It wasn’t what they expected. It was hard to ignore the disappointment in their eyes. One hundred and eight days since Christmas. Fifty-eight days since Valentine’s Day. And today’s celebration was a bit less than they’d anticipated.
Sure, the boys each had a little Easter basket. By the time I’d rubbed the sleepiness from my eyes, my youngest had eaten the ears off of his solid chocolate bunny. Clambering over me as I sat on the couch with a steaming cup of coffee, he whispered, “Did you hide the eggs?”
Yes, I did. Well, Hubby hid plastic eggs filled with quarters and candy around the front yard. As we have every other year, we sent the boys outside with their baskets to scramble around for their hidden treasures. The entire hunt took less than ten minutes.
“What else are we doing today?” Both boys looked at me, wondering what excitement came next.
“We work in the yard. We clean the house. We eat dinner.” I listed the activities of the rest of the day. The boys were obviously less than thrilled.
This year’s Easter is different. We won’t gather at my brother’s house for an all-cousin egg hunt or a family dinner. We will make a simple meal at home after working around the house. Instantly, Resurrection Sunday has become just another day for my little boys.
When Jesus was born, the world believed the king had come – the one who would save his people. Imagine the disappointment when he was crucified like a thief and mocked by many who had once rejoiced at His coming. The day his people had anticipated for not just days or weeks but centuries – the day he would be crowned “King of the Jews” – became a day of darkness and loss. The “Big Thing” they’d awaited was the biggest disappointment in the history of their people.
It feels as though we are living through one disappointment after another, doesn’ it? Every “big thing” we had on the calendar has become just another number on a list of unfulfilled dreams. Graduations ceremonies cancelled. Wedding celebrations minimized. Birthday parties tweaked to take place over video. Even our church services lose a bit of luster when we cannot connect in person.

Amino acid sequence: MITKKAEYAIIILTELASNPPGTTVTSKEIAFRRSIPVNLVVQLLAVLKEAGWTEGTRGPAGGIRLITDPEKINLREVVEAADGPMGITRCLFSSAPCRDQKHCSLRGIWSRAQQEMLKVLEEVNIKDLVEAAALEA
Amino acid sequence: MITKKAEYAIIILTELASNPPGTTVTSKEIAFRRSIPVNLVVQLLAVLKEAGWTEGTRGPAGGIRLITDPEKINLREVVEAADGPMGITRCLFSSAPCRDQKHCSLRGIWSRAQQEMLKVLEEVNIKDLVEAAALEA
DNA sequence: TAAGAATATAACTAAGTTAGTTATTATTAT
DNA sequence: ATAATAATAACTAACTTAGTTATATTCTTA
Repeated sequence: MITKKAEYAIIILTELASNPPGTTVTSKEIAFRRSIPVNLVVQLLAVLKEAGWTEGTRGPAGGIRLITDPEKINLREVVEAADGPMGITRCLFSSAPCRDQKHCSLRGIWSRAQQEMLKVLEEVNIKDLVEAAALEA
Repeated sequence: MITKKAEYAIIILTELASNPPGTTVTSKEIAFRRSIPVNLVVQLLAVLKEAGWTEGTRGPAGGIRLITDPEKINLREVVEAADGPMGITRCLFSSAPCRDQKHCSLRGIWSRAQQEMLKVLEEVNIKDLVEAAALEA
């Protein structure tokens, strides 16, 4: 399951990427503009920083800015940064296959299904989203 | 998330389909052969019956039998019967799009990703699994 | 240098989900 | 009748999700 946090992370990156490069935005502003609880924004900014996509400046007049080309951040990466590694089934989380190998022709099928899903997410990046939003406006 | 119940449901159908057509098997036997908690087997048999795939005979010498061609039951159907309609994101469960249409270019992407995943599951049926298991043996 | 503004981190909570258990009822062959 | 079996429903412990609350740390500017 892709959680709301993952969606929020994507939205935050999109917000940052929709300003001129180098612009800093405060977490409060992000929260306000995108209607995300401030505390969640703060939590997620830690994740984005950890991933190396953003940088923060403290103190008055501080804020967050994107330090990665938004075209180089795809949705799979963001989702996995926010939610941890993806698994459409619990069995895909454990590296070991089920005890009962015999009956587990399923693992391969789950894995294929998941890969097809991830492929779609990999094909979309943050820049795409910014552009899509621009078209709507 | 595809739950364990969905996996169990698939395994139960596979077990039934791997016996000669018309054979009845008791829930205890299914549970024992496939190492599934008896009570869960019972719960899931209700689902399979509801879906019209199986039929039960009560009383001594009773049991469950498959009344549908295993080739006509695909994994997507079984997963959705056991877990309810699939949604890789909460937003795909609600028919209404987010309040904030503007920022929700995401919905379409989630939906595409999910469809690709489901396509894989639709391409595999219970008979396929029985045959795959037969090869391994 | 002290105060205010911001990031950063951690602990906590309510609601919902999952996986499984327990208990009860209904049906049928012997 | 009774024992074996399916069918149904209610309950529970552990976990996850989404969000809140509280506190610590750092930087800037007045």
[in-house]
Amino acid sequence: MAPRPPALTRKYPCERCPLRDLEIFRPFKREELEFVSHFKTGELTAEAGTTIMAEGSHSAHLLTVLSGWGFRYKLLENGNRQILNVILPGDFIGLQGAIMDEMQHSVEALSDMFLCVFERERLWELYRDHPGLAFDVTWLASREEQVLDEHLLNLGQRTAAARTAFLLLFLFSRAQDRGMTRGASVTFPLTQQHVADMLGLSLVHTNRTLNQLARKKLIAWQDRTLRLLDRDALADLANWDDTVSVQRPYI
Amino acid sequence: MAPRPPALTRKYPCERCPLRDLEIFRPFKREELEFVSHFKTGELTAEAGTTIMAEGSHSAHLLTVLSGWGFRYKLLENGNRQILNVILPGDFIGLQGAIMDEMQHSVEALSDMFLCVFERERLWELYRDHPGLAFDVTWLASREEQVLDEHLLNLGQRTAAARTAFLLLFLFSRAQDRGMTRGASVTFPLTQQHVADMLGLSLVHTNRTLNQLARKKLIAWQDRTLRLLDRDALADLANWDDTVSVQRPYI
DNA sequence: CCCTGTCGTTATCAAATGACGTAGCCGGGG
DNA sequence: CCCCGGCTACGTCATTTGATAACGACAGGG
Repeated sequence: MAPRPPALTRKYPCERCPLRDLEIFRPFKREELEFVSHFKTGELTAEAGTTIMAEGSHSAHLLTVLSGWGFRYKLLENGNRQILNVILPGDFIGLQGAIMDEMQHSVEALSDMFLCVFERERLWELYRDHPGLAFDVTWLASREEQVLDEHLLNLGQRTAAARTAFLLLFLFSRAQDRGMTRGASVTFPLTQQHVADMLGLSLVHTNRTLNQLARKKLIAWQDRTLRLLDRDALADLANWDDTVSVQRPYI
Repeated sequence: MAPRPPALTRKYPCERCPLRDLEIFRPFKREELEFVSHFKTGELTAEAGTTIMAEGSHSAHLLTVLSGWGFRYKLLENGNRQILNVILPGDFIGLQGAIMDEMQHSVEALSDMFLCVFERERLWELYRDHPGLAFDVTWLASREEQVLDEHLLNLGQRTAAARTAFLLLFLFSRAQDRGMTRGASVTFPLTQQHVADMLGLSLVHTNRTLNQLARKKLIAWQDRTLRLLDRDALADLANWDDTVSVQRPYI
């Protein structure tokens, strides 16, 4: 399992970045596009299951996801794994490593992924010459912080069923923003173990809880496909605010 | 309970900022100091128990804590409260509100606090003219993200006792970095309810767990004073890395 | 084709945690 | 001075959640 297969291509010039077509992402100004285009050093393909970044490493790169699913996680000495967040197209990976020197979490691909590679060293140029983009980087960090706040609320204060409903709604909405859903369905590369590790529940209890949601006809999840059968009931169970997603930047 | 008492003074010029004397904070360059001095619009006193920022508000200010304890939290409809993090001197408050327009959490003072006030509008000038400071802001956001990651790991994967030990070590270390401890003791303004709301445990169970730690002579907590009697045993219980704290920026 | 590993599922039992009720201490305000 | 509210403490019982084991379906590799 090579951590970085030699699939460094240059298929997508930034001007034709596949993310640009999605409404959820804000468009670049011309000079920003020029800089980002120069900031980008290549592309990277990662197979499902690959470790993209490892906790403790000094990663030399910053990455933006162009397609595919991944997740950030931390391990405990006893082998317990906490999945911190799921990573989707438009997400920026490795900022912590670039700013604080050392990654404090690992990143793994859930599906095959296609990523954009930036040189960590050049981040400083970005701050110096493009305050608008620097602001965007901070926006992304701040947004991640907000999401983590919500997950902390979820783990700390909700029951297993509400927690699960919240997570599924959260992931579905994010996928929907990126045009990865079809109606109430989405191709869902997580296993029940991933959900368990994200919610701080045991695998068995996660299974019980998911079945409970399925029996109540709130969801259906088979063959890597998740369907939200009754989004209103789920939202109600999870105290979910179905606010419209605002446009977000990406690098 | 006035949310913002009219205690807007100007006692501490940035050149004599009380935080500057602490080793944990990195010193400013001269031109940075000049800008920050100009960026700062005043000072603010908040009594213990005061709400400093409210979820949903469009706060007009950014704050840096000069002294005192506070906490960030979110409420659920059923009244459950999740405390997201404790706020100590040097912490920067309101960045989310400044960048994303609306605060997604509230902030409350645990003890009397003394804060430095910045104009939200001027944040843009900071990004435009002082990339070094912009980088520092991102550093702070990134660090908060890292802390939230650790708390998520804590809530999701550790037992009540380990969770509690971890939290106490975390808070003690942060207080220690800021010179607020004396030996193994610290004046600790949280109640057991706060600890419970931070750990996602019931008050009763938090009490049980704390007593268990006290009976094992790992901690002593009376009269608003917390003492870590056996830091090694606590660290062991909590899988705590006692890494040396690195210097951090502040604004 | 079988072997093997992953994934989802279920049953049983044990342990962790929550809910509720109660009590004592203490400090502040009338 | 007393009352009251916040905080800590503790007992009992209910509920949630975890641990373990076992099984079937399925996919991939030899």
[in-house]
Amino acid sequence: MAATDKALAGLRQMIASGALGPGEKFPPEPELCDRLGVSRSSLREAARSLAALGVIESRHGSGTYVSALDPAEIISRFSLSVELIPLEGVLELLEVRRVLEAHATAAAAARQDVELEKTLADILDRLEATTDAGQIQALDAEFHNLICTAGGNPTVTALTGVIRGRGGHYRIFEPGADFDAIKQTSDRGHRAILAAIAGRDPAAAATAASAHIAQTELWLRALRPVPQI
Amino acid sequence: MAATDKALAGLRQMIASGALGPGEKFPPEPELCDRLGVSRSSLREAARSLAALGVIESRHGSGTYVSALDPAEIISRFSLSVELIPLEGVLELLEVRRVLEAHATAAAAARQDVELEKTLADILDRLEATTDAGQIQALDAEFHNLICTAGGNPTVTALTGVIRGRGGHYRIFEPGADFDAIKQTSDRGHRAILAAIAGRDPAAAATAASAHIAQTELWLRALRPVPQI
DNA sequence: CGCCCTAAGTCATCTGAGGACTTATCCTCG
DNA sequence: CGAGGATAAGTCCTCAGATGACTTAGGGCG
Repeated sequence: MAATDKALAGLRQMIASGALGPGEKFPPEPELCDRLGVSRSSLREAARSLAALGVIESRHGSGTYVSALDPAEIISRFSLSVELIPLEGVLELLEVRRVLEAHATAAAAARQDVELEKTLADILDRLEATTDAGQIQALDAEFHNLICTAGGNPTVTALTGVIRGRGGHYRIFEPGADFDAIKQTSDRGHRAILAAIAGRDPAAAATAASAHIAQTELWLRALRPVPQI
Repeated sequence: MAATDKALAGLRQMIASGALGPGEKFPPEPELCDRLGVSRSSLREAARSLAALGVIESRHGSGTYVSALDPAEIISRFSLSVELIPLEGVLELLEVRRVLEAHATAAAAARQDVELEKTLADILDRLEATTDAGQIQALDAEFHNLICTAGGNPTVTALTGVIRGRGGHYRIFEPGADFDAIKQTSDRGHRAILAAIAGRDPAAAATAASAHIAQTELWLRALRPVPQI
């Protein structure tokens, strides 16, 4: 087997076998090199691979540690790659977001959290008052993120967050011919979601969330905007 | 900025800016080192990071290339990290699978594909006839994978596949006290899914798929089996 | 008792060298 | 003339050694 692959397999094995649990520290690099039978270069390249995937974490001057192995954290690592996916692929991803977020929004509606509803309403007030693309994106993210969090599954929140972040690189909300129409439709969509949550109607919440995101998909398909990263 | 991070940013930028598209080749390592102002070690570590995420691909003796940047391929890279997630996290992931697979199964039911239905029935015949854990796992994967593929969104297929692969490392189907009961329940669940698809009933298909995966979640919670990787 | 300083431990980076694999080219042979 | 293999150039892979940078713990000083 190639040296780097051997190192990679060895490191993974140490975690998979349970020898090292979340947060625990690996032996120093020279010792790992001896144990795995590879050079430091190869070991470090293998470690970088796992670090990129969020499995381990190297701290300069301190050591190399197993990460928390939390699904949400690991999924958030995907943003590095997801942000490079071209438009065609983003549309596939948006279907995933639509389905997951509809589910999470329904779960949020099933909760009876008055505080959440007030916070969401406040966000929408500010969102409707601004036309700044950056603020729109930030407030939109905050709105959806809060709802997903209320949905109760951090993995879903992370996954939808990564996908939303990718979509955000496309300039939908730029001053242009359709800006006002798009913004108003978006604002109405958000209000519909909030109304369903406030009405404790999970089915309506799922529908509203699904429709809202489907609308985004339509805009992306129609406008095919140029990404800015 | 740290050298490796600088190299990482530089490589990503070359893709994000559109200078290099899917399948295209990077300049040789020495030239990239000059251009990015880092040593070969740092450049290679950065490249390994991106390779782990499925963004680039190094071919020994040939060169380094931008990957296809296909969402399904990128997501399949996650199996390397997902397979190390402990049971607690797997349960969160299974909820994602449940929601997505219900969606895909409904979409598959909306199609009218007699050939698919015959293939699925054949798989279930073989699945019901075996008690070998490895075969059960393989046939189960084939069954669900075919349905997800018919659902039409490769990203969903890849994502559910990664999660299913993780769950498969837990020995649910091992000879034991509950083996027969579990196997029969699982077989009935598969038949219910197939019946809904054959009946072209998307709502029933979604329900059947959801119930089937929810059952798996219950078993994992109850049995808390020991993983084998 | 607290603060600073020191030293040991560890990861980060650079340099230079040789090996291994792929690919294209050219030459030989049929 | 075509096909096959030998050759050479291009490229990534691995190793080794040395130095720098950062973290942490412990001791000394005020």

As I threw candy wrappers in the trash this morning, I thought about my boys and all of these disappointments. Already, they are looking for the “next big thing.” This month, it will be a birthday celebration. Next month, the ability to run through the sprinkler without getting chilled.
What is it really, though, that keeps them asking “What’s next?” I am sure a part of them just wants a sugar rush from cake or candy. But deep down, there is an emptiness that is seeking a spark of joy – a glimmer of hope – that the world will turn right side up again. Each “big thing” reminds us that life and love and joy overcome death and sorrow and darkness. In the middle of the shelter-in-place, without an end date in sight, it almost seems like the “big thing” we are waiting for is constantly hovering just out of reach. But what if the end of stay-at-home orders isn’t the biggest thing our hearts and minds need?
The Israelites believed that Jesus came to earth to be an earthly king. What they believed to be the biggest satisfaction they would see this side of heaven was buried in a tomb…until He rose and became the King of all mankind. Do you realize that, when Jesus appeared to Mary Magdalene outside the tomb, she thought he was a gardener? (John 20:15) Mary, who spent countless hours with her beloved friend Jesus, did not see him for who he was. In her grief and sorrow, she missed the biggest thing in the history of the world! It wasn’t until Jesus called her by name that she recognized him.
As I settle in for a quiet afternoon with my family, I think about how often I probably miss my Lord calling my name. Before the school sites shut down and I began working from home, I was like my little boys as they counted the days until “the next big thing.” I waited for Spring Break – for birthdays – for reasons to celebrate joy. In reality, I experience big things every day. Because my Jesus did the biggest thing of all, I get to walk through life with Heaven waiting at the other end. I wake up each day to a loving family. I watch my boys learn and grow into Godly young men. I share hopes and dreams with my friends. I cuddle at night with a sweet husband who makes me laugh. All of the little things are now big things – not because of the pomp and circumstance, but because Jesus called my name when I was 21 years old. And he continues to whisper in my ear that, because I am wholly and dearly loved, I can face tomorrow – and the rest of this crazy time in history – with eternal hope.